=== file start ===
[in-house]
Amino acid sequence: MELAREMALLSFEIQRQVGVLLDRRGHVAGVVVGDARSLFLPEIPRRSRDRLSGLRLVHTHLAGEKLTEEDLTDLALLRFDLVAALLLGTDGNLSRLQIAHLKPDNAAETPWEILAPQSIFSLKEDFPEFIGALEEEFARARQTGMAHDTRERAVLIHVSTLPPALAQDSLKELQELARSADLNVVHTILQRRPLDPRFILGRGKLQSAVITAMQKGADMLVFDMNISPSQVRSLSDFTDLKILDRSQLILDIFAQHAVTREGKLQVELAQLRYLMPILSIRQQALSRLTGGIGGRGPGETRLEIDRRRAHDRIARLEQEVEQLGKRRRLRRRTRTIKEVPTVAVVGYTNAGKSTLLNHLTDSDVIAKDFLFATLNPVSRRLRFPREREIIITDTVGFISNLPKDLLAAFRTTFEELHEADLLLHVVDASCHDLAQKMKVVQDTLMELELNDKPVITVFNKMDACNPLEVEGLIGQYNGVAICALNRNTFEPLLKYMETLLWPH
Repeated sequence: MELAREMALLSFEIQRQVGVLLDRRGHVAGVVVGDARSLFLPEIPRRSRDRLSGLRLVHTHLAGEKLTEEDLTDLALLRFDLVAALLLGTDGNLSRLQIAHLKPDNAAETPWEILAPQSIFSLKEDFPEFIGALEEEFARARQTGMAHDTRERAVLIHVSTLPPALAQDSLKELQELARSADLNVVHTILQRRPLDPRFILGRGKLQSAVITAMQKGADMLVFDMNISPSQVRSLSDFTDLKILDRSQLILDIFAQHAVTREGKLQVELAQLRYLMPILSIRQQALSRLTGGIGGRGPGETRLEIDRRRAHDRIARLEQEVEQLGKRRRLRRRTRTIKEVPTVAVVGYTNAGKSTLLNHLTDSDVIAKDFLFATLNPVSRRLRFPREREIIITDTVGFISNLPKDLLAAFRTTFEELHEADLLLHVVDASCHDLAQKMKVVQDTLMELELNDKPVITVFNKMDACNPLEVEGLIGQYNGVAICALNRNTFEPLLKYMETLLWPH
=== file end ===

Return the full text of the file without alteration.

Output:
[in-house]
Amino acid sequence: MELAREMALLSFEIQRQVGVLLDRRGHVAGVVVGDARSLFLPEIPRRSRDRLSGLRLVHTHLAGEKLTEEDLTDLALLRFDLVAALLLGTDGNLSRLQIAHLKPDNAAETPWEILAPQSIFSLKEDFPEFIGALEEEFARARQTGMAHDTRERAVLIHVSTLPPALAQDSLKELQELARSADLNVVHTILQRRPLDPRFILGRGKLQSAVITAMQKGADMLVFDMNISPSQVRSLSDFTDLKILDRSQLILDIFAQHAVTREGKLQVELAQLRYLMPILSIRQQALSRLTGGIGGRGPGETRLEIDRRRAHDRIARLEQEVEQLGKRRRLRRRTRTIKEVPTVAVVGYTNAGKSTLLNHLTDSDVIAKDFLFATLNPVSRRLRFPREREIIITDTVGFISNLPKDLLAAFRTTFEELHEADLLLHVVDASCHDLAQKMKVVQDTLMELELNDKPVITVFNKMDACNPLEVEGLIGQYNGVAICALNRNTFEPLLKYMETLLWPH
Repeated sequence: MELAREMALLSFEIQRQVGVLLDRRGHVAGVVVGDARSLFLPEIPRRSRDRLSGLRLVHTHLAGEKLTEEDLTDLALLRFDLVAALLLGTDGNLSRLQIAHLKPDNAAETPWEILAPQSIFSLKEDFPEFIGALEEEFARARQTGMAHDTRERAVLIHVSTLPPALAQDSLKELQELARSADLNVVHTILQRRPLDPRFILGRGKLQSAVITAMQKGADMLVFDMNISPSQVRSLSDFTDLKILDRSQLILDIFAQHAVTREGKLQVELAQLRYLMPILSIRQQALSRLTGGIGGRGPGETRLEIDRRRAHDRIARLEQEVEQLGKRRRLRRRTRTIKEVPTVAVVGYTNAGKSTLLNHLTDSDVIAKDFLFATLNPVSRRLRFPREREIIITDTVGFISNLPKDLLAAFRTTFEELHEADLLLHVVDASCHDLAQKMKVVQDTLMELELNDKPVITVFNKMDACNPLEVEGLIGQYNGVAICALNRNTFEPLLKYMETLLWPH